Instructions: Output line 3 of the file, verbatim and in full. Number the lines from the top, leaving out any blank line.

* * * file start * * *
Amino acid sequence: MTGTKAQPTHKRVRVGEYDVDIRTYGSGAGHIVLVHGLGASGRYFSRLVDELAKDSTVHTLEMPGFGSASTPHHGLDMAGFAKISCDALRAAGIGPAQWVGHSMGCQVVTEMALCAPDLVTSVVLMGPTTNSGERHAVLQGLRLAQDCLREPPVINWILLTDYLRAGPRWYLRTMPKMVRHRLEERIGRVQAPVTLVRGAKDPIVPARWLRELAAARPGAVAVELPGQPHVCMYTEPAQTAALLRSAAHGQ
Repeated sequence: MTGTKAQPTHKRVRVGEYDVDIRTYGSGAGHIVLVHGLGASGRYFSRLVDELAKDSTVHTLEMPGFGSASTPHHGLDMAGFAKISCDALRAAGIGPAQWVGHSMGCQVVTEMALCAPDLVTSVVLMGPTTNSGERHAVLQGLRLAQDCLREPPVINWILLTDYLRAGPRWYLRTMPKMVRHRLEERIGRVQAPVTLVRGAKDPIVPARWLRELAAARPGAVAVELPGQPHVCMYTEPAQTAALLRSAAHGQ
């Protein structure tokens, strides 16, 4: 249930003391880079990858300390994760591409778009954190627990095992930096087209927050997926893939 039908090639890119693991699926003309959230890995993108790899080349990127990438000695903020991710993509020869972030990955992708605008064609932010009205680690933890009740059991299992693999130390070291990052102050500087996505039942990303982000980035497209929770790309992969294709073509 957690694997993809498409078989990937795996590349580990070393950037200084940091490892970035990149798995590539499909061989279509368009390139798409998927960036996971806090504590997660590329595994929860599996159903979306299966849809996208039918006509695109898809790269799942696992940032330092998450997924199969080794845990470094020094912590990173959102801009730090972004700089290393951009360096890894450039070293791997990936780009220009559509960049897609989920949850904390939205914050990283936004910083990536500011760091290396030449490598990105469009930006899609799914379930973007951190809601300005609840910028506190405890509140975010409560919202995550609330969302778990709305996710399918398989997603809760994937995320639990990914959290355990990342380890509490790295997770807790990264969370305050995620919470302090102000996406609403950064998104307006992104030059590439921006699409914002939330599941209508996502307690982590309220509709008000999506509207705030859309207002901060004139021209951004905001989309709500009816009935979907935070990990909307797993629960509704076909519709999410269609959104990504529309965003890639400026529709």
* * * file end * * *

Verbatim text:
């Protein structure tokens, strides 16, 4: 249930003391880079990858300390994760591409778009954190627990095992930096087209927050997926893939 039908090639890119693991699926003309959230890995993108790899080349990127990438000695903020991710993509020869972030990955992708605008064609932010009205680690933890009740059991299992693999130390070291990052102050500087996505039942990303982000980035497209929770790309992969294709073509 957690694997993809498409078989990937795996590349580990070393950037200084940091490892970035990149798995590539499909061989279509368009390139798409998927960036996971806090504590997660590329595994929860599996159903979306299966849809996208039918006509695109898809790269799942696992940032330092998450997924199969080794845990470094020094912590990173959102801009730090972004700089290393951009360096890894450039070293791997990936780009220009559509960049897609989920949850904390939205914050990283936004910083990536500011760091290396030449490598990105469009930006899609799914379930973007951190809601300005609840910028506190405890509140975010409560919202995550609330969302778990709305996710399918398989997603809760994937995320639990990914959290355990990342380890509490790295997770807790990264969370305050995620919470302090102000996406609403950064998104307006992104030059590439921006699409914002939330599941209508996502307690982590309220509709008000999506509207705030859309207002901060004139021209951004905001989309709500009816009935979907935070990990909307797993629960509704076909519709999410269609959104990504529309965003890639400026529709």